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ABSTRACT: Myelodysplastic syndrome (MDS) is characterized by dysplastic and ineffective hematopoiesis, peripheral blood cytopenias, and a risk of leukemic transformation. Most MDS patients eventually require red blood cell (RBC) transfusions for anemia and consequently develop iron overload. Excess free iron in cells catalyzes generation of reactive oxygen species that cause oxidative stress, including oxidative DNA damage. However, it is uncertain how iron-mediated oxidative stress affects the pathophysiology of MDS. This study included MDS patients who visited our university hospital and affiliated hospitals (n=43). Among them, 13 patients received iron chelation therapy when their serum ferritin (SF) level was greater than 1000 ng/mL or they required more than 20 RBC transfusions (or 100 mL/kg of RBC). We prospectively analyzed 8-hydroxy-2'-deoxyguanosine (8-OHdG) levels in peripheral blood mononuclear cells (PBMC) obtained from MDS patients before and after iron chelator, deferasirox, administration. We showed that the 8-OHdG levels in MDS patients were significantly higher than those in healthy volunteers and were positively correlated with SF and chromosomal abnormalities. Importantly, the 8-OHdG levels in PBMC of MDS patients significantly decreased after deferasirox administration, suggesting that iron chelation reduced oxidative DNA damage. Thus, excess iron could contribute to the pathophysiology of MDS and iron chelation therapy could improve the oxidative DNA damage in MDS patients.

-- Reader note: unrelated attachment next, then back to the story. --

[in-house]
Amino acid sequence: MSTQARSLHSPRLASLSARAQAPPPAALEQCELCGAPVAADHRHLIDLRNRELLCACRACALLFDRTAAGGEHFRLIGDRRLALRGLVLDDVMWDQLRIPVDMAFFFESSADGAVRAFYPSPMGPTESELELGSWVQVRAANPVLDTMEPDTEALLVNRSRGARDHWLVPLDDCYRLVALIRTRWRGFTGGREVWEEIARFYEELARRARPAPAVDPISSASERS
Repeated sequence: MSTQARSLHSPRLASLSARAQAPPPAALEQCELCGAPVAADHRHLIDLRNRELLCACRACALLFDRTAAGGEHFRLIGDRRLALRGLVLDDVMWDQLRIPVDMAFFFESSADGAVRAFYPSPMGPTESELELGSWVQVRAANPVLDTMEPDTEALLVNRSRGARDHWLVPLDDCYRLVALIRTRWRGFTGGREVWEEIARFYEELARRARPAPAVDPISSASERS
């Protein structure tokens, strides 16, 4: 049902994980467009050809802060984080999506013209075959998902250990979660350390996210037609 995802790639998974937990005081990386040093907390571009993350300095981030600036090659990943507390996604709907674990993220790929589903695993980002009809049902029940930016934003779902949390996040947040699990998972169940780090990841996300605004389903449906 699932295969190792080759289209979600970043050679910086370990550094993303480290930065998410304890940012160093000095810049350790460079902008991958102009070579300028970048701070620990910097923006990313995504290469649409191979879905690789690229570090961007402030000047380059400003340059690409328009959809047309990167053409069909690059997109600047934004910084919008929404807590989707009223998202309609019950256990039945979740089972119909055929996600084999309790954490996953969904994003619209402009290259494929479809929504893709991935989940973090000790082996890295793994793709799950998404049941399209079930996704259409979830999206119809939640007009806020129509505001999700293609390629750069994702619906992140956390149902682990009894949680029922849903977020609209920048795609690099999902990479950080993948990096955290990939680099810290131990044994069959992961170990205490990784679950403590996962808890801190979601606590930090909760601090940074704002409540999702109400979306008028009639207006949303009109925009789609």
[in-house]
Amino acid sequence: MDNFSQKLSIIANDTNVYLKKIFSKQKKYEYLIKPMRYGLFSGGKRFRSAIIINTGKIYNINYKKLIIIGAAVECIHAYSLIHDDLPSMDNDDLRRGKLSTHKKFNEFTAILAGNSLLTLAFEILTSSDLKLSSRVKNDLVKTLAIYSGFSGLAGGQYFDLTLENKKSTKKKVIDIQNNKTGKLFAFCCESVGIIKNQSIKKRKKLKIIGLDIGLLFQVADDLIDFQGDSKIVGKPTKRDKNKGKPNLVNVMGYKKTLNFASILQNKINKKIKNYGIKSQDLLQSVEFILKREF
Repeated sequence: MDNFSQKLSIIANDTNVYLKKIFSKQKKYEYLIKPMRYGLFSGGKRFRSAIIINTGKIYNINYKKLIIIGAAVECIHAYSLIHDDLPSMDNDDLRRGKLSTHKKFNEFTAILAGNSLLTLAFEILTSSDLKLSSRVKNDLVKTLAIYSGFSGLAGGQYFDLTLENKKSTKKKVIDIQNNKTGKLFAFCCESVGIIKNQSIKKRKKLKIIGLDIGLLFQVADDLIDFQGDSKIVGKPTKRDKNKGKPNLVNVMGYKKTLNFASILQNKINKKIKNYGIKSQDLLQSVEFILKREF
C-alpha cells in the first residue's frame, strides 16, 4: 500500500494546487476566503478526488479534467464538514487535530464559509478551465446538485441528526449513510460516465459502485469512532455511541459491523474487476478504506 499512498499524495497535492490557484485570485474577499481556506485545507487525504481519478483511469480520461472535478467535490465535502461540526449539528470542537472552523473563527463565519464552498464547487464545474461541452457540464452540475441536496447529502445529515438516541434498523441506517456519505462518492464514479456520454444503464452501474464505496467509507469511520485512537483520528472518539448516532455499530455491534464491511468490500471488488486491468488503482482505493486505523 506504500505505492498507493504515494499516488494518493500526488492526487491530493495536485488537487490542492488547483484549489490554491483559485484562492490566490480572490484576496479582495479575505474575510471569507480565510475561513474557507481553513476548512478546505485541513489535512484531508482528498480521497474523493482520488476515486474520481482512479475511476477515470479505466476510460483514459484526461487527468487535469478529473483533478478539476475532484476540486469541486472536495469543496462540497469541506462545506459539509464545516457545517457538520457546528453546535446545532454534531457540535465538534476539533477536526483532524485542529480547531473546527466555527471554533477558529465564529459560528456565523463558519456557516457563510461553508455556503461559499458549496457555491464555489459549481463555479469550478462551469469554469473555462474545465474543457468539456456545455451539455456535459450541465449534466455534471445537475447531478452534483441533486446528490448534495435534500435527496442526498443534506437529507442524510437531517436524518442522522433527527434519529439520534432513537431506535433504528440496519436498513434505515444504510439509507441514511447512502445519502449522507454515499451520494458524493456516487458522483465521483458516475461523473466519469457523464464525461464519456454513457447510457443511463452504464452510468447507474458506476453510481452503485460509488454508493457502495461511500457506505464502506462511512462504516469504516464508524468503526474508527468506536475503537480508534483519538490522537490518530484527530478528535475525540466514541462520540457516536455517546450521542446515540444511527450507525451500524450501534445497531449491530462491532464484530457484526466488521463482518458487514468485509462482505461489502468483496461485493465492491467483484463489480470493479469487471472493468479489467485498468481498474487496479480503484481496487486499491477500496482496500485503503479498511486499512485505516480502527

Free radical biology & medicine 06/2012; 53(4):643-8. · 5.42 Impact Factor